Fountain in Norfolk

You don’t have to be sitting in a rosemary-scented Norfolk garden to enjoy The Fountain in the Forest. But it certainly worked for Alison, who sent through this photo!

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Another Jubilee

Something for the #PlatinumJubilee weekend? My Silver Jubilee short story ‘High-Lands’, performed live at the Galway Mechanics Institute for TULCA Festival of Visual Arts 2016 with specially commissioned music from the mighty New Pope.

Featuring (in no particular order) The Stranglers live at the Roundhouse, the Silver Jubilee Spithead Review, a school trip to Scotland, shortwave radio, numbers stations, an alien armada invading the Highlands and Islands, art school, end of term concerts, and class war! — play loud!

‘High-Lands’ was originally commissioned by London Fieldworks and Resonance 104.4fm as part of Remote Performances and broadcast live from Outlandia, a unique artists’ field-station in Glen Nevis, Lochaber, Scotland. Remote Performances was supported by Arts Council England, Nevis Landscape Partnership (Heritage Lottery Programme), Oxford Brookes University, Live Art Development Agency (LADA), and Edinburgh Arts Festival. ‘High-Lands’ is collected in the critical anthology Remote Performances in Nature and Architecture, edited by Bruce Gilchrist, Jo Joelson and Tracey Warr (Ashgate/Routledge, 2015).

But, er, I’d just like to say something. On Tuesday night there’s a gig for the preservation of rights of prisoners. Now, Jubilee year. The origin of Jubilee means ‘set people free’ and they’re not doing it this year. So there’s er, a gig for the Prisoners’ Rights Association at Middlesex Poly on Tuesday night, and it’s featuring 999 and [unclear]. So if you wanna help the prisoners, go along there and have a good time.

The Stranglers, Live (X-cert), United Artists, 1979

‘High-Lands’ draws on research undertaken as part of a loose collaboration with Stuart Brisley, Maya Balcioglu and Dr Sanja Perovic of King’s College London, that was made possible by Tony White’s appointment in 2013-14 as creative entrepreneur in residence (funded by Creativeworks London) and visiting research fellow in the French Department at King’s.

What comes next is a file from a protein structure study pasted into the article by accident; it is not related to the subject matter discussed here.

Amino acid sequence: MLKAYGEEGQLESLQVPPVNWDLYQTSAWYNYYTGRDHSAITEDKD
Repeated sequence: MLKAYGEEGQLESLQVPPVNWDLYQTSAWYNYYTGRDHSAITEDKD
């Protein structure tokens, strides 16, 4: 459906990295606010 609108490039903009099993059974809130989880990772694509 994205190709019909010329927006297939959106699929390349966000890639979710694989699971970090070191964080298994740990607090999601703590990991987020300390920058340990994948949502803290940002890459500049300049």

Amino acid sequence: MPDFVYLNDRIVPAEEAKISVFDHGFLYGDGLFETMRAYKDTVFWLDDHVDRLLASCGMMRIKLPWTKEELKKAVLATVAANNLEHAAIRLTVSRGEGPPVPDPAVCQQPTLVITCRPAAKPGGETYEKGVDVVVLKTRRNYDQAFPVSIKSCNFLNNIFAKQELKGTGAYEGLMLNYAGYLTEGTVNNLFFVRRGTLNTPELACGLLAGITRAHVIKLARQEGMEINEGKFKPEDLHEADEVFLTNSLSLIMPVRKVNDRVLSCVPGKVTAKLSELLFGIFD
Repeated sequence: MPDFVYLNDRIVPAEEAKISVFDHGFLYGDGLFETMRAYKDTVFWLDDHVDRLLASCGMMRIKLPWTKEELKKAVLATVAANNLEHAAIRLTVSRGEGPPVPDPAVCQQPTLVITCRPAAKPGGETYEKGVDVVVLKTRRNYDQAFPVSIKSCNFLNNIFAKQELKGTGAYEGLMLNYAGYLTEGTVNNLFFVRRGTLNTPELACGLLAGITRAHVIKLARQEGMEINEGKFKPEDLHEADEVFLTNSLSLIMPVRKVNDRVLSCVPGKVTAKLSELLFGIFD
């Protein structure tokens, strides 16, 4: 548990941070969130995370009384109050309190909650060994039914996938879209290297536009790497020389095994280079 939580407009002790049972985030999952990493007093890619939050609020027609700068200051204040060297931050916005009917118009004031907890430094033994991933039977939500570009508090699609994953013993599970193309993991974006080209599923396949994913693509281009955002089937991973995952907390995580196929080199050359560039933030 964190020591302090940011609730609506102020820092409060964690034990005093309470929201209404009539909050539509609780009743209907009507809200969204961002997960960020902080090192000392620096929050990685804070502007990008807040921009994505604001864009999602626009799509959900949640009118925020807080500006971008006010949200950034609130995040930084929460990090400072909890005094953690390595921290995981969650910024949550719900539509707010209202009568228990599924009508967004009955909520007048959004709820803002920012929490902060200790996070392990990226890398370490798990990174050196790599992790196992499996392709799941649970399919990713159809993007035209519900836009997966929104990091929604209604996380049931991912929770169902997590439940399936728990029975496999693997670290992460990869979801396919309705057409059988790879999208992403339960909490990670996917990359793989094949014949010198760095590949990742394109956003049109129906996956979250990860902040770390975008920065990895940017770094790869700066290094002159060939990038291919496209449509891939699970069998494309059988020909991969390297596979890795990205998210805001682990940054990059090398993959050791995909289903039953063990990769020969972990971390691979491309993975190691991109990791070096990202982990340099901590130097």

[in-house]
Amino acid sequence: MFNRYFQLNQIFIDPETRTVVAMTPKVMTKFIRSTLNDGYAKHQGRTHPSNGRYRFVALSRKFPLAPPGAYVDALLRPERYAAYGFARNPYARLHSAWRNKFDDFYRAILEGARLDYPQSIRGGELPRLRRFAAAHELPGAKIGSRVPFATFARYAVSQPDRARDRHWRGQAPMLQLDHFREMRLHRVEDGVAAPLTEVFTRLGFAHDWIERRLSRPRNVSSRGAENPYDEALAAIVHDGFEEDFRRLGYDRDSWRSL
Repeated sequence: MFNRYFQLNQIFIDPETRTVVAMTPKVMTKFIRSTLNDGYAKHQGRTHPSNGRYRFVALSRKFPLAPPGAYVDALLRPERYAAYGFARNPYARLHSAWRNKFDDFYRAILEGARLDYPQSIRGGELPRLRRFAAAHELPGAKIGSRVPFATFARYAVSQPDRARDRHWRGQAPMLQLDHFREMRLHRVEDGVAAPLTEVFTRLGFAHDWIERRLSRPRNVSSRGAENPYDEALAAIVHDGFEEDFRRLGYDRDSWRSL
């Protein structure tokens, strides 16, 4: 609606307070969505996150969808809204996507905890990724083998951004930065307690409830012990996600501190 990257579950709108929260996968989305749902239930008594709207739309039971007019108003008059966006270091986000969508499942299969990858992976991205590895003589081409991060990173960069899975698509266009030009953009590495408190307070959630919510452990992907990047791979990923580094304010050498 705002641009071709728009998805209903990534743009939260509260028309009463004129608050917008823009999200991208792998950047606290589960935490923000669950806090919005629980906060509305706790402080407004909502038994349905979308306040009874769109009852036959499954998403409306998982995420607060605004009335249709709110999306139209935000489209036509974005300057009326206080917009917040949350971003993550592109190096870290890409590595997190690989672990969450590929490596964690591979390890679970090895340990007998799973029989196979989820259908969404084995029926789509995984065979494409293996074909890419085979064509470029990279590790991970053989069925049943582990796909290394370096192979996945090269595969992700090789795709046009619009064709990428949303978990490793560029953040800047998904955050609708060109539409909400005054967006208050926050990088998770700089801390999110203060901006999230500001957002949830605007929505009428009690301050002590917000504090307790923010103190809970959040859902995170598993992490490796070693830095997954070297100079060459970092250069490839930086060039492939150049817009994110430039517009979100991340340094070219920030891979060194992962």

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#PickUpAPageTurner

Does your pool need a Fountain this long Platinum Jubilee holiday weekend? Why not #PickUpAPageTurner . . .

Thanks again, Andrew M for the photo!

June 1st is the launch of National Crime Reading Month. Here’s the blurb:

Run by the Crime Writers’ Association in partnership with national charity The Reading Agency, NCRM is a festival that takes place throughout June across the UK and Ireland, culminating in the prestigious CWA Daggers ceremony at the end of the month. It aims to promote and celebrate crime reading across the genre through exciting events and activities in bookshops, libraries, museums, theatres and online.

Visit the National Crime Reading Month website, or search for the NCRM #PickUpAPageTurner hashtag on all your socials to find out about events near you.

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From a Scottish beach

I’ve missed doing live readings — I’m really looking forward to getting back to that soon.

I especially miss doing live readings on beautiful Roshven beaches on the west coast of Scotland, looking out over a hazy Loch Ailort towards Eigg, visited by pine martens, and dressed only in army surplus boiler suits and insect repellent, with swarms of tiny midges still piling into eyes, nose, mouth, ears… Actually that only happened just the once, and we had to abandon the reading and the video shoot after about a minute!

The photo (deemed a bad’un at the time, but cropped and straightened-up here) is by Bruce Gilchrist. We were all up in Lochaber for London Fieldworks and Resonance 104.4FM’s wonderful Remote Performances project back in 2014.

What fun that was — thanks all ;)

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POPP.040

🤔
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🤞🏼
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Something is afoot…

The morning’s work is done, and then some. So I’ve just spent an enjoyable hour mocking up a rough layout of the next and fortieth — *top secret* — title from Piece of Paper Press.

I’ve been publishing limited editions of new works by artists and writers on POPP since 1994, and still haven’t tired of it.

It’s always still an exciting moment.

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Valerian

Red valerian growing from the concrete balustrade, Thames riverside in Barnes, SW London yesterday evening. It was valerian day in the French Republican Calendar four days ago!

Readers of The Fountain in the Forest may be interested to know that within the 90 chapter scheme of the whole trilogy, valerian corresponds with Chapter 12 of Volume III.

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Back to the Source

Yesterday I went back to the source. I still slightly have to kick myself to believe that three novels have grown out of these particular two small boxes of microfiche.

A top-secret The Fountain in the Forest-related mission had me back at the British Library and consulting 1985 editions of The Guardian newspaper in the National Newspaper Collection. Specifically, I needed to consult Guardian newspapers from March to June of that year, which are miraculously contained in just these two reels of photographic microfiche.